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101RRS
28th October 2010, 12:35 PM
I have a spare 15,000lb winch that I intend to use as a portable winch mounted in a cradle that will fit into a tow bar receiver fitting.

With its 28m of wire rope the winch by itself weighs 50kg and probably with the cradle will be closer to 60kg - I can still lift it but it is a bit heavy.

I am thinking of replacing the wire rope with plasma to reduce the overall weight to make the setup a little more manageable. Also I find 28m of rope is not really long enough, particularly is a double pull is required so I am thinking of going down to 12,000lb rope to get a bit more on the winch.

There seems to be a lot of places to get rope - including ebay but I know very little about the stuff. So where would be the best place to buy plasma rope and how much would I expect to pay for say 40m of 12,000lb rope.

Oh what do people do with the old wire rope?

Thanks

Garry

KarlB
28th October 2010, 02:05 PM
This should get you started Garry: http://www.secondair.com.au/pix/pdf/dynamica_packsretail_prices.pdf

There is cheaper rope around but Dynamica is supposedly as good as the best ie it is made from Dyneema fibres (see here for a little more detail Dynamica Rope - Stronger than steel (http://www.secondair.com.au/dynamicarope/)).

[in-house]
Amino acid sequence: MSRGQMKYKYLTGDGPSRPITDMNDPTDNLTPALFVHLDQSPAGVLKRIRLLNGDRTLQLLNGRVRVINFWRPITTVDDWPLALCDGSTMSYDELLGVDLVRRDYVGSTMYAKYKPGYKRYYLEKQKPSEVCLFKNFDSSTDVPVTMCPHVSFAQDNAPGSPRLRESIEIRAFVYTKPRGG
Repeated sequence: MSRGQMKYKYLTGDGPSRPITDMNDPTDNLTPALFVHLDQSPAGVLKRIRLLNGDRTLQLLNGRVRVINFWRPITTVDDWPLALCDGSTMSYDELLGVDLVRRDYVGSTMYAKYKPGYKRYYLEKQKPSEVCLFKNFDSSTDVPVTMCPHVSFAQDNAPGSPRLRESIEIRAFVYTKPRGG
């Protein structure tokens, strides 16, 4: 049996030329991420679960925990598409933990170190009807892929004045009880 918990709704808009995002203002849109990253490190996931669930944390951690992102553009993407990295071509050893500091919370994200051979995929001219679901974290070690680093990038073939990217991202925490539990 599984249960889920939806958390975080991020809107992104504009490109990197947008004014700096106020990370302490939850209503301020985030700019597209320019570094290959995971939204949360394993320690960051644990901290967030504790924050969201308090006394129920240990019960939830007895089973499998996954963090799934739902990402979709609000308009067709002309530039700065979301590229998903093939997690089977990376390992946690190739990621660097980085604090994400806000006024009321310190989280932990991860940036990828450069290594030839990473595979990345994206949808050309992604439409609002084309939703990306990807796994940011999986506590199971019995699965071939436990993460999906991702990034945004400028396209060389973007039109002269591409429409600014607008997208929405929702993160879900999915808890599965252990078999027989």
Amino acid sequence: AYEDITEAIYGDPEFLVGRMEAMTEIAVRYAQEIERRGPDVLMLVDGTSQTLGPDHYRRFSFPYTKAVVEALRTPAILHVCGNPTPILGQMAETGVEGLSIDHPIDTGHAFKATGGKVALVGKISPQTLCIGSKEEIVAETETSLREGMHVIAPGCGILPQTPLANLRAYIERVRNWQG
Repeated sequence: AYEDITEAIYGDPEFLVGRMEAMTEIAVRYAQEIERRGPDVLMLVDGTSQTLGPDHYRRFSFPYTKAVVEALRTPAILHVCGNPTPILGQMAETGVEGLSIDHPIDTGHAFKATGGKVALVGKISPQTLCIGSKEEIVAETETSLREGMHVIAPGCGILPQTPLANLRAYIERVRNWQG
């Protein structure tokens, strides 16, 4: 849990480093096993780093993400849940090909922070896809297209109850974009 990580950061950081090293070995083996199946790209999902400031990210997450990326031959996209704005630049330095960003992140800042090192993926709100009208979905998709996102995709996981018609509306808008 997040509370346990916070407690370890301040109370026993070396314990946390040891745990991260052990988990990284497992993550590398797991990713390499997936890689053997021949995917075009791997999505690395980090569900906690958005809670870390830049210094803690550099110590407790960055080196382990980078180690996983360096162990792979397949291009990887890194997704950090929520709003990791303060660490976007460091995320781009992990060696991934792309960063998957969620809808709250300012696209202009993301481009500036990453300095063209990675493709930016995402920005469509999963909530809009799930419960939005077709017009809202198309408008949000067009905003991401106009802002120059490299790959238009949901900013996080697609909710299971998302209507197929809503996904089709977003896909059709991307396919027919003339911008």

Be mindful that for equivalent strength the plasma rope as a smaller diameter than the steeal, so you can fit more on the drum. Also, you need to replace any roller fairlead with a polished aluminium hawse .

Cheers
KarlB
:)

101RRS
28th October 2010, 02:40 PM
Thanks Karl.

Hmmm didn't realise the rope was so expensive. At those prices I think I might have to risk the hernia and stay with steel rope until something happens to it.

Cheers

Garry

KarlB
28th October 2010, 03:26 PM
You can buy it from here Dynamica winch rope (http://www.dnaoffroad.com.au/products.php?product=Dynamica-rope-off-the-roll-%5Bper-M%5D) for $1.05 per metre off the roll though it is not clear what diameter it is. You can find splicing information here http://www.dborc.co.uk/goodwinch/pdf/dyneema%20use.pdf . It would make it a lot cheaper if you made up the winch rope your self. Tubular sleeving would not be hard to get. You could probably use the existing hook.